HDR v2.0 or improved HDR

Updated 9 nov. 2016

Why HDR v2.0 ?

HDR, you either like it or you don’t,
but if you do, there seems to be a very big difference in what photographers find good or bad HDR.
I have been making HDR’s for a few years now, and in that time I read a few tutorials from well known photographers like Trey Radcliff and others,
they all come to the same conclusion – don’t over do it !
It’s true, when going to far, the pictures tend to get ugly,
more specific, artifacts (halo) appear around the edges.
A year ago I found that by combining normal and HDR pictures together with Enfuse,
the problem nearly vanished – or at least removed a lot of the ugliness 🙂

Samples from 2015 – original picture :

US Warbird - Original

Luminance HDR – look close at the canopy and propellers for artifacts

US Warbird - Luminance HDR

Fusion of original and HDR – no artifacts, much more detail then original – best of both worlds !

US Warbird - ESF Fusion

HDR v2.0 or improved HDR was born.
Back then, I wrote a few scripts to make the use of Enfuse easier, ESF was born – Enfuse Simple Fusion.
A few months ago I switched from Windows Seven to Linux,
and today I am a happy Xubuntu user !
One thing stayed the same, to create a HDR this way, it takes a lot of time and work.

My workflow for HDR in short is :
-> Basic development in RawTherapee ( most of times,
I also create an under and overexposed picture in RT,
and fuse the three together to one, or load direct in Luminance )
-> creating HDR in Luminance HDR
-> fusing a normal and HDR together with Enfuse
-> finishing touch, back in RawTherapee

As an IT specialist, I thought this could be done easier with a script,
so I wrote a simple – but adaptable – script that automates everything.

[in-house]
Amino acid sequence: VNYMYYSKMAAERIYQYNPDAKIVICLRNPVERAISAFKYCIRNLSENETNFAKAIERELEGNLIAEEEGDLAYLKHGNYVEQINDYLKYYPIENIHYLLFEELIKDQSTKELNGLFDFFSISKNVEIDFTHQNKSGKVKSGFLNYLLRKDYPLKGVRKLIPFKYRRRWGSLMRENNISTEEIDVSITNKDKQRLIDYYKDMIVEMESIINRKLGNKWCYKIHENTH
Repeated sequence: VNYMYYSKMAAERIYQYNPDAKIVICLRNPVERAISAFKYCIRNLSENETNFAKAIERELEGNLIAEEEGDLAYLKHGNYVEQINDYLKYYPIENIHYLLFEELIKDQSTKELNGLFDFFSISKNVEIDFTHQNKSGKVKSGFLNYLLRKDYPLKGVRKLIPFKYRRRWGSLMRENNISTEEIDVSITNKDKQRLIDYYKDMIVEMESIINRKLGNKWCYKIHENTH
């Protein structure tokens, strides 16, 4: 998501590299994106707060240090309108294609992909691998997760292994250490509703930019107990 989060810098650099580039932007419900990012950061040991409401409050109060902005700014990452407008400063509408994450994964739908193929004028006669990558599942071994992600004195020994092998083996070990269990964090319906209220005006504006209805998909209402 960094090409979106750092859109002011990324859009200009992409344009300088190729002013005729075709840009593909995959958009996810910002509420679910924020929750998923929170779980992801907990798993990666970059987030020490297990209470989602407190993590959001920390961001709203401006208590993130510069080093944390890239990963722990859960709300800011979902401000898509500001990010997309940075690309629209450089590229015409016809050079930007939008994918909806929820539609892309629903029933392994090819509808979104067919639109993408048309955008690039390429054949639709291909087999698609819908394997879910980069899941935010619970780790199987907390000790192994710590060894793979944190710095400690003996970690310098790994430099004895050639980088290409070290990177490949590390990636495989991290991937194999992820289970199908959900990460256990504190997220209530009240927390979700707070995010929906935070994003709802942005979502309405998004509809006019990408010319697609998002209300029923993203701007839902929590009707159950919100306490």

My basic idea was to create an HDR from one RAW picture, and go on from that point.

This was my first idea for a script:

#!/bin/sh

echo “Hello “$USER”.”
echo “type input/output path, no end slash :”
read output1
echo “type file extention format, example: *.DNG :”
read ext1

rawtherapee -o $output1/ -b8 -t -c $output1/$ext1

luminance-hdr-cli *.tif -o hdr.tif

enfuse –levels=auto –exposure-weight=1 –saturation-weight=1 –contrast-weight=1 –output=$output1/output.tif $output1/*.tif

rawtherapee -o $output1/RT.jpg -p profile.pp3 -c $output1/output.tif

echo “RT-HDR-Fusion is ready”

of course this is very basic, and it runs on default settings
– take script, RT profile and single RAW picture in a seperate folder
– RawTherapee takes the input picture and makes a neutral Tif
– Luminance HDR loads the neutral tif, and creates an HDR from one with default settings
– Enfuse takes both neutral and HDR, and fusion them together
– Rawtherapee takes the resulting picture and applies a profile

To test this script, or start experimenting yourself ( Linux ! ) :
create an empty file,
copy/paste script into it, save to file
run terminal in same folder,
chmod +x filename
run in terminal : ./filename

For Windows :
start notepad,
copy/paste script into it, save to file ( *.bat – like : auto-hdr.bat )
remove top line ( #!/bin/sh )
Replace :
echo “Hello “$USER”.”
echo “type input/output path, no end slash :”
read output1
echo “type file extention format, example: *.DNG :”
read ext1
With:
set /p filepath=type input output file path :
set /p ext=type file extention format, example: *.DNG :
Replace:
$output1 and $ext1
With:
%filepath% and %ext%
Save file
Doubleclick the bat file

Next step is to make a script that :
– creates bracketed pictures ( like -1.5, 0, +1.5 )
– pre-set Luminance HDR operator and settings, load bracketed pictures, insert bracketing data
– Fusion neutral and HDR
– Tonemap, sharpen, Meta …
– open picture in RawTherapee
– make all settings interactive if you want

Results:

Mighty Mustang

HDR from automated script

See you inHDR v2.0 or improved HDR – part 2

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